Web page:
Tuesday, April 15, 2008

Managing Your Bench

It is probably too early (or too late) to start talking about this, since this problem usually emerges around midseason, but this year seems to be full of players with injuries and poor play. It happens every season. No matter how well you draft, one or more of the players who you were counting on as an integral part in your fantasy machine will go down. Hopefully, it will only be for a short time, and it won’t be someone who is irreplaceable like your first round pick. But it is something you should expect and prepare for.

If you were smart you drafted a couple backups and stashed on your bench. If not, you’ve have some work ahead of you. Regardless of where you fall in terms of preparation, it is important to start the season with a solid bench strategy. All leagues allow for bench space, but who you keep on your bench can be the key to your season. The more limited the bench space you have, the more difficult your decisions are going to become.

So what makes the ideal bench player in fantasy baseball? In truth, that depends a great deal. In a perfect world you would want to have the best player possible to replace any star player who might go down. Unfortunately, a GM rarely has one good stud player per position, let alone extras, which means that the bigger the guy who goes down the harder he is to replace. With that in mind, you should expect that your bench players are a step down from your starters, but it doesn’t have to be a drop to the bottom of the barrel.

If you use your bench properly, you should be able to fill holes in your roster with a solid replacement. In order to ensure that you come out on top after a downturn or injury you need to practice one or all of the following bench strategies:

1) Stockpiling guys who can help you in the most positions: Multi-position players can be the most valuable bench men in baseball because they can be slotted into several positions, and especially if they in positions that are traditionally weak. Someone like Yunel Escobar who can play second, shortstop and third base, or Kevin Youkilis who qualifies at 1st, and 3rd, or Ty Wiggington who qualifies for 1st, 2nd, and 3rd base are very good choices. If you can’t find a good multi-position player, then grab a player who you can slot into the position where you expect to have trouble. It is also important to consider whether these players can help you in lean areas, like stolen bases. If you have a second baseman on your bench who steals a lot, then slipping him in when you starter isn’t playing can to provide your team with steals. This is especially good in deep leagues where it is difficult to find free agent replacements.

2) Stockpiling the best player possible: This strategy works best during the draft, where you would fill out your roster and then just take the very best player available. Whoever he is will have trade value and can be slotted into a lineup if you need him. These guys are only valuable if other managers don’t have some better on their bench and no one comparable is a free agent. Value increases when another manager needs a substitute badly (so keep an eye on injuries affecting the other teams in your league).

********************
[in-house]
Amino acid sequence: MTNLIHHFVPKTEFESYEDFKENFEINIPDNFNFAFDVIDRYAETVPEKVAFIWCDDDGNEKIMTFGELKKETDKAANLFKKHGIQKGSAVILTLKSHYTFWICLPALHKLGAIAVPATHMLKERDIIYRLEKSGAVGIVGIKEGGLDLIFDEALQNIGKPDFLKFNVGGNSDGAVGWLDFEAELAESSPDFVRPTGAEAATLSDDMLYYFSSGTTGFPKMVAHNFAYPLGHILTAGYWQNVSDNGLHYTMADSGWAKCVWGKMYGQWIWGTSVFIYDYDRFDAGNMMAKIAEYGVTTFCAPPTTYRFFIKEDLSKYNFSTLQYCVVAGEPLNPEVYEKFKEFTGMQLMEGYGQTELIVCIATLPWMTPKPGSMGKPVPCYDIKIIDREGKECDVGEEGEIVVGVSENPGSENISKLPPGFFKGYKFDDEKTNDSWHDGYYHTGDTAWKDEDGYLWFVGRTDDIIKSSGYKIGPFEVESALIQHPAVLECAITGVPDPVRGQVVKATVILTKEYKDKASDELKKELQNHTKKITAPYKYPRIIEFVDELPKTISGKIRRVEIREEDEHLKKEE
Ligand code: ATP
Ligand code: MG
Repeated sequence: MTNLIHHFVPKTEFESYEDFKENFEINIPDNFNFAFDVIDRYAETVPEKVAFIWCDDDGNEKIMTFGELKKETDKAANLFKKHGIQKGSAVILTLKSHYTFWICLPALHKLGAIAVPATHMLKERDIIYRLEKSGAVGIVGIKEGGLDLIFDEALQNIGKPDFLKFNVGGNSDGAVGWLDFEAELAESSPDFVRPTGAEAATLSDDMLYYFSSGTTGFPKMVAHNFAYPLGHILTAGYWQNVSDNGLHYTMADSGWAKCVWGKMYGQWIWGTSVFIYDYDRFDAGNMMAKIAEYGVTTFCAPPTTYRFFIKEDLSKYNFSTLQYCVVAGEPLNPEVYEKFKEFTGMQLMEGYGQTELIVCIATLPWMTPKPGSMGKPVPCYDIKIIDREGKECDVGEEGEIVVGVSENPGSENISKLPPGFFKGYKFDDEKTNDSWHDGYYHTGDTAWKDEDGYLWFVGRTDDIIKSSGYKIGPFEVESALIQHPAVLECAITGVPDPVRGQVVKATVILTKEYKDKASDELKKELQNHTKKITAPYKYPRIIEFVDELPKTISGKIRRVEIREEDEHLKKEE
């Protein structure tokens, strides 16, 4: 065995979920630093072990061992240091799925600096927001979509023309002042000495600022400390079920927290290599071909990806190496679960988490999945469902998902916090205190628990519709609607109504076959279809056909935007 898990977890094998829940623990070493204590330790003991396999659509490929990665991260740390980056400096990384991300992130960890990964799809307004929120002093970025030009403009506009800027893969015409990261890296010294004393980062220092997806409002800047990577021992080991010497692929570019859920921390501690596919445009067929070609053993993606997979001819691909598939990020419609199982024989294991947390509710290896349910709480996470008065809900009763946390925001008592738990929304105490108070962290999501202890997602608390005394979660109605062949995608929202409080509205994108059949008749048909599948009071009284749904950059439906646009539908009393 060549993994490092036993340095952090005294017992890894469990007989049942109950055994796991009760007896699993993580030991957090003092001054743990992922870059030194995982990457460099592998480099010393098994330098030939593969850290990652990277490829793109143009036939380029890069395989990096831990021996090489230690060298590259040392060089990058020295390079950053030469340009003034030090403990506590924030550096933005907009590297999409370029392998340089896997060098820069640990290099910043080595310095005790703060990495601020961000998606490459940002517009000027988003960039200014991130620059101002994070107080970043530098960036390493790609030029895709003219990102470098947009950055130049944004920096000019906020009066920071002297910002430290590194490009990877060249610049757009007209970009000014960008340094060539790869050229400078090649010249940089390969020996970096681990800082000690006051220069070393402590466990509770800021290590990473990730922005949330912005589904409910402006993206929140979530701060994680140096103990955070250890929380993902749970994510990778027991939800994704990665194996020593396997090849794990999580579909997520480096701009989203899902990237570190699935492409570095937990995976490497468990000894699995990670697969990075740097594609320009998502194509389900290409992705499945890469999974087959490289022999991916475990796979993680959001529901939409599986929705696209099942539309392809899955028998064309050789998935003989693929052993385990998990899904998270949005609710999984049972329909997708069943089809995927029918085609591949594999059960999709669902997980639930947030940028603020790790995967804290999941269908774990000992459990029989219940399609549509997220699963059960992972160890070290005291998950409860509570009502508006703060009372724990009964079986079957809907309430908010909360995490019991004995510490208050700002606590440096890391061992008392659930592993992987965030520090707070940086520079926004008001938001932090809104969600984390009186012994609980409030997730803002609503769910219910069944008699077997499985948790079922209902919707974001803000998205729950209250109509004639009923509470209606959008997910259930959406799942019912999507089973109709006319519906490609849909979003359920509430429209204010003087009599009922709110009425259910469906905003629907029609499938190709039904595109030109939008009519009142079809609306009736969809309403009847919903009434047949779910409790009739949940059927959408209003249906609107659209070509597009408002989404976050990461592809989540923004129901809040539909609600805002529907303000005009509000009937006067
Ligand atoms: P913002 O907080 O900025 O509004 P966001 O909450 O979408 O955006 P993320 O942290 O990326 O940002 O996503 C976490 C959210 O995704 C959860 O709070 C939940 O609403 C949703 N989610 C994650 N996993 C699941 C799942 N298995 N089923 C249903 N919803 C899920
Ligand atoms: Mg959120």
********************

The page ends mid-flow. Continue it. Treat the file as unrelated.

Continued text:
3) Stockpiling guys who possess skills in short supply: Sometimes this might be a position, like catchers or outfielders this year. But don’t limit yourself by position; players who are superior quality at one category like base stealers or closers also make excellent choices. If you can’t use them, someone else probably can. But when it comes to closers, you should expect at least one of the top guys to go down at some point during the season, which makes replacements incredibly valuable. Although this kind of stockpiling is focused on acquiring trade bait, having a few one category guys on the bench you can add at the right moment could add a crucial boost to your stats.

4) Stockpiling players you know other managers will desperately want: This is a constricting and risky strategy. The idea is to grab players who you know other managers might want. This only works if you have a GM in your league that is a rabid fan of one specific team. The more the GM wants the hometown hero, then the more valuable that player becomes. Home- town fans often act irrationally when it comes to getting their favorite players. But the problem with this strategy is that if you can’t trade the hometown hero, then you just wasted a roster spot unless you can actually use him.

All of these strategies have some merit, and which one will work best for you will be based mostly on personal choice. What you need to remember is that fantasy baseball is about planning. If you plan well enough, then you will always be able to manage any single (and most multiple) problem as it appears. The only exception to this rule is if your team’s success depends on a single player, because then the loss is the harder to circumvent.

Planning for problems can be tough, but it can make the difference between being in contention at the end of the season and finishing at the bottom of the league. If you didn't include this contingency in your draft, then it is a good idea to start scouring the free agent list for players who went undrafted or poorly starting players who might get dropped by an impatient manager. The sooner you build your bench, the better. The free agent list is a great place to find replacements, but a little forethought about who is sitting on your bench can go a long way.

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